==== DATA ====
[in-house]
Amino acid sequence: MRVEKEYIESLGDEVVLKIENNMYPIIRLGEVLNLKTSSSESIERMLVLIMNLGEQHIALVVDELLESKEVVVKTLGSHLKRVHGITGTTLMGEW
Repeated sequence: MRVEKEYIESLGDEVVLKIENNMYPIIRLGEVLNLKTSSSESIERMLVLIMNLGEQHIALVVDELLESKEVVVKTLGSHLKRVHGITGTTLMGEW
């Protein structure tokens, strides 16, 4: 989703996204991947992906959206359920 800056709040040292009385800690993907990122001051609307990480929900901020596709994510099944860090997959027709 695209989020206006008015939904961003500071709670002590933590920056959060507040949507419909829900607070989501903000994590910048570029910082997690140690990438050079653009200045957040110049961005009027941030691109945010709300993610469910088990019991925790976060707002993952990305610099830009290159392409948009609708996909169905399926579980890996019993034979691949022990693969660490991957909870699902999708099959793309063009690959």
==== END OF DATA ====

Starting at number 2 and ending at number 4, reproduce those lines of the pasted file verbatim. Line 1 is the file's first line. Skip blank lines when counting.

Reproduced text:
Amino acid sequence: MRVEKEYIESLGDEVVLKIENNMYPIIRLGEVLNLKTSSSESIERMLVLIMNLGEQHIALVVDELLESKEVVVKTLGSHLKRVHGITGTTLMGEW
Repeated sequence: MRVEKEYIESLGDEVVLKIENNMYPIIRLGEVLNLKTSSSESIERMLVLIMNLGEQHIALVVDELLESKEVVVKTLGSHLKRVHGITGTTLMGEW
């Protein structure tokens, strides 16, 4: 989703996204991947992906959206359920 800056709040040292009385800690993907990122001051609307990480929900901020596709994510099944860090997959027709 695209989020206006008015939904961003500071709670002590933590920056959060507040949507419909829900607070989501903000994590910048570029910082997690140690990438050079653009200045957040110049961005009027941030691109945010709300993610469910088990019991925790976060707002993952990305610099830009290159392409948009609708996909169905399926579980890996019993034979691949022990693969660490991957909870699902999708099959793309063009690959």